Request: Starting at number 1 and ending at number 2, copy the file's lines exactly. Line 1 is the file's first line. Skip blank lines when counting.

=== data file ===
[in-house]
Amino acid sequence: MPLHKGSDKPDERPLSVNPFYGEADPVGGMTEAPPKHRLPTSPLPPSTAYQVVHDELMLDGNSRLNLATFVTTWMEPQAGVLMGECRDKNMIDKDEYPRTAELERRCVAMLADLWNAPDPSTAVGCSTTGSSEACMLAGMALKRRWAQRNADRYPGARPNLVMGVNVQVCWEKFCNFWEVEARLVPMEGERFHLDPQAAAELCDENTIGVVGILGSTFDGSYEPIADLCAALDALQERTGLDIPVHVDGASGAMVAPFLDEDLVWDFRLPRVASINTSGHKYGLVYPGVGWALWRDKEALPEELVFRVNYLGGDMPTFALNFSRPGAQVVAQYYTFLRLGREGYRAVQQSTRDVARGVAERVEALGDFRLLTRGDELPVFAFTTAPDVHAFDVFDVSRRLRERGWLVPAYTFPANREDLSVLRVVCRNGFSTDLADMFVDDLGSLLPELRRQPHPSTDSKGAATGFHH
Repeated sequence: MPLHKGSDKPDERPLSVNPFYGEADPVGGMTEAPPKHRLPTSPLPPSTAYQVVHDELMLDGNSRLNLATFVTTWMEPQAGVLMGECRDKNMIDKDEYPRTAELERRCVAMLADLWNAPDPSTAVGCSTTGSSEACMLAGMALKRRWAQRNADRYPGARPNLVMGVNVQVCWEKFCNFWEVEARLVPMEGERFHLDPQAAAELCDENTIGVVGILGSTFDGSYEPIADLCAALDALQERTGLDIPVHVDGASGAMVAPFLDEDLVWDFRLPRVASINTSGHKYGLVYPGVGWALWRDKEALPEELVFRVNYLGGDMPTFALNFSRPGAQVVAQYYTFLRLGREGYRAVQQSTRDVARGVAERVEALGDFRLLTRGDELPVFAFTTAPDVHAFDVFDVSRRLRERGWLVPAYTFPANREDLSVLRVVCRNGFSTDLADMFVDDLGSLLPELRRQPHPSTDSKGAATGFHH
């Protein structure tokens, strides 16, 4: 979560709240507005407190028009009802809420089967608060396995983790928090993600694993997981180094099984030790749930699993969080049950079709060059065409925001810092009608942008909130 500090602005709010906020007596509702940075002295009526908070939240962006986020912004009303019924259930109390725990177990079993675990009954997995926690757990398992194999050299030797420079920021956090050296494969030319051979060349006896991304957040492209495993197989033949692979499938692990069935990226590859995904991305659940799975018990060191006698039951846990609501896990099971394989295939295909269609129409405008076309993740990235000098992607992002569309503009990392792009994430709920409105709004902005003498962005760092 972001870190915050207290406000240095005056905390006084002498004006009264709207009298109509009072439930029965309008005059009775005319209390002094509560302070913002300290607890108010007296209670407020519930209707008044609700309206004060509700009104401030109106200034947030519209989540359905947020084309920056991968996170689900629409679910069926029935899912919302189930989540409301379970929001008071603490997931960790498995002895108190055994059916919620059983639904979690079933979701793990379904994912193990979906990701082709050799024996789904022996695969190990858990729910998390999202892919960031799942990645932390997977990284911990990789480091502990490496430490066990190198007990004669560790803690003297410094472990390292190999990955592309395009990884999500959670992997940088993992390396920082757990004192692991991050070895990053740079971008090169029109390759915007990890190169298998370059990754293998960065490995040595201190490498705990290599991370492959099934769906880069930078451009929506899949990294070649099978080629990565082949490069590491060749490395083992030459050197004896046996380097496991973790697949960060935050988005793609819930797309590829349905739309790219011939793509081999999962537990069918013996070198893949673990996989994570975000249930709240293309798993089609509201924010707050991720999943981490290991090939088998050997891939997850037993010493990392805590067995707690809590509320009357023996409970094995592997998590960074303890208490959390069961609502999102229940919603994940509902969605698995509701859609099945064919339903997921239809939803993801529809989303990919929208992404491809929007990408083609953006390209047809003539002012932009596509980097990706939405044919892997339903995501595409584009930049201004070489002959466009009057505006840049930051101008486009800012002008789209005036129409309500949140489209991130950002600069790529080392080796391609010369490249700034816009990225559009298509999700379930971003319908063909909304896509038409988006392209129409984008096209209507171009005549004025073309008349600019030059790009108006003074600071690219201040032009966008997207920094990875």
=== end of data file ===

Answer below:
[in-house]
Amino acid sequence: MPLHKGSDKPDERPLSVNPFYGEADPVGGMTEAPPKHRLPTSPLPPSTAYQVVHDELMLDGNSRLNLATFVTTWMEPQAGVLMGECRDKNMIDKDEYPRTAELERRCVAMLADLWNAPDPSTAVGCSTTGSSEACMLAGMALKRRWAQRNADRYPGARPNLVMGVNVQVCWEKFCNFWEVEARLVPMEGERFHLDPQAAAELCDENTIGVVGILGSTFDGSYEPIADLCAALDALQERTGLDIPVHVDGASGAMVAPFLDEDLVWDFRLPRVASINTSGHKYGLVYPGVGWALWRDKEALPEELVFRVNYLGGDMPTFALNFSRPGAQVVAQYYTFLRLGREGYRAVQQSTRDVARGVAERVEALGDFRLLTRGDELPVFAFTTAPDVHAFDVFDVSRRLRERGWLVPAYTFPANREDLSVLRVVCRNGFSTDLADMFVDDLGSLLPELRRQPHPSTDSKGAATGFHH